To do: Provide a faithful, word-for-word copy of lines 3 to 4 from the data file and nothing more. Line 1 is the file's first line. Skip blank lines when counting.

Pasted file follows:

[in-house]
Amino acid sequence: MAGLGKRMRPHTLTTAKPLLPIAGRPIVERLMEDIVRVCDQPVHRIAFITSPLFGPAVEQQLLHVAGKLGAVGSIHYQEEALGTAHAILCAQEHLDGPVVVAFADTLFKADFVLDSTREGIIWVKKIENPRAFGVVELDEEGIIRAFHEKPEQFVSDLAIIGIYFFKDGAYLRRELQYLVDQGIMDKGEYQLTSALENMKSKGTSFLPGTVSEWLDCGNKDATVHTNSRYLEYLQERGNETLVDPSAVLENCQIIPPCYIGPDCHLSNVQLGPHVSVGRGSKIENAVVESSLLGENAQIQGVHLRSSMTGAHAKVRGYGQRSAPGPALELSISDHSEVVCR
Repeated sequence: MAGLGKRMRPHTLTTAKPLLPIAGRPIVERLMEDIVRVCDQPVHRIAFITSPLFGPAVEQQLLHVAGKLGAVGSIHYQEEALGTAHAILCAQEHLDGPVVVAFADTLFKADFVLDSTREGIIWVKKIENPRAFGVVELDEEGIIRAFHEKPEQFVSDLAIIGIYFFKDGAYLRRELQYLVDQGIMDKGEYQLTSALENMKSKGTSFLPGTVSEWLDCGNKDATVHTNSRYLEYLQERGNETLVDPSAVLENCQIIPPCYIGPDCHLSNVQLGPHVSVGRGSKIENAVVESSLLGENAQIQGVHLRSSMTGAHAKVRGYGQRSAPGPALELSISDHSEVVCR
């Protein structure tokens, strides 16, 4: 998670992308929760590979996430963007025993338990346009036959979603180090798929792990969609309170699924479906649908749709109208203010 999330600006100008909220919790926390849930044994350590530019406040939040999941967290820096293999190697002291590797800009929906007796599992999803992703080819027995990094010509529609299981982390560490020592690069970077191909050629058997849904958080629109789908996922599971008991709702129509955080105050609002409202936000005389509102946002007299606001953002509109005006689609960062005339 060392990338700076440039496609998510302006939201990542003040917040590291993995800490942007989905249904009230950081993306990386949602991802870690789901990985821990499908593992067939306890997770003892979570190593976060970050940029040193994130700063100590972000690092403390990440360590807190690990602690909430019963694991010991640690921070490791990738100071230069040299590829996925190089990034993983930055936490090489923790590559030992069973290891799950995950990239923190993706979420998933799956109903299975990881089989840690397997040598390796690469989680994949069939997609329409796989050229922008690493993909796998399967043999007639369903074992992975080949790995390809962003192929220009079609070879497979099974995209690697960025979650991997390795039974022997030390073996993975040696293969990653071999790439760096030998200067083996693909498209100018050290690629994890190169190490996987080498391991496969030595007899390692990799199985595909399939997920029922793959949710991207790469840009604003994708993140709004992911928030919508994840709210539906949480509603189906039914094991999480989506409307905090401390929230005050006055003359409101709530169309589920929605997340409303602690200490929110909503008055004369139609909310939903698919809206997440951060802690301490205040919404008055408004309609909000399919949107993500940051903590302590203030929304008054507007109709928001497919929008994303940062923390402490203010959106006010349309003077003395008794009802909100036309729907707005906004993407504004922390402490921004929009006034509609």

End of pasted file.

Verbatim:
Repeated sequence: MAGLGKRMRPHTLTTAKPLLPIAGRPIVERLMEDIVRVCDQPVHRIAFITSPLFGPAVEQQLLHVAGKLGAVGSIHYQEEALGTAHAILCAQEHLDGPVVVAFADTLFKADFVLDSTREGIIWVKKIENPRAFGVVELDEEGIIRAFHEKPEQFVSDLAIIGIYFFKDGAYLRRELQYLVDQGIMDKGEYQLTSALENMKSKGTSFLPGTVSEWLDCGNKDATVHTNSRYLEYLQERGNETLVDPSAVLENCQIIPPCYIGPDCHLSNVQLGPHVSVGRGSKIENAVVESSLLGENAQIQGVHLRSSMTGAHAKVRGYGQRSAPGPALELSISDHSEVVCR
């Protein structure tokens, strides 16, 4: 998670992308929760590979996430963007025993338990346009036959979603180090798929792990969609309170699924479906649908749709109208203010 999330600006100008909220919790926390849930044994350590530019406040939040999941967290820096293999190697002291590797800009929906007796599992999803992703080819027995990094010509529609299981982390560490020592690069970077191909050629058997849904958080629109789908996922599971008991709702129509955080105050609002409202936000005389509102946002007299606001953002509109005006689609960062005339 060392990338700076440039496609998510302006939201990542003040917040590291993995800490942007989905249904009230950081993306990386949602991802870690789901990985821990499908593992067939306890997770003892979570190593976060970050940029040193994130700063100590972000690092403390990440360590807190690990602690909430019963694991010991640690921070490791990738100071230069040299590829996925190089990034993983930055936490090489923790590559030992069973290891799950995950990239923190993706979420998933799956109903299975990881089989840690397997040598390796690469989680994949069939997609329409796989050229922008690493993909796998399967043999007639369903074992992975080949790995390809962003192929220009079609070879497979099974995209690697960025979650991997390795039974022997030390073996993975040696293969990653071999790439760096030998200067083996693909498209100018050290690629994890190169190490996987080498391991496969030595007899390692990799199985595909399939997920029922793959949710991207790469840009604003994708993140709004992911928030919508994840709210539906949480509603189906039914094991999480989506409307905090401390929230005050006055003359409101709530169309589920929605997340409303602690200490929110909503008055004369139609909310939903698919809206997440951060802690301490205040919404008055408004309609909000399919949107993500940051903590302590203030929304008054507007109709928001497919929008994303940062923390402490203010959106006010349309003077003395008794009802909100036309729907707005906004993407504004922390402490921004929009006034509609």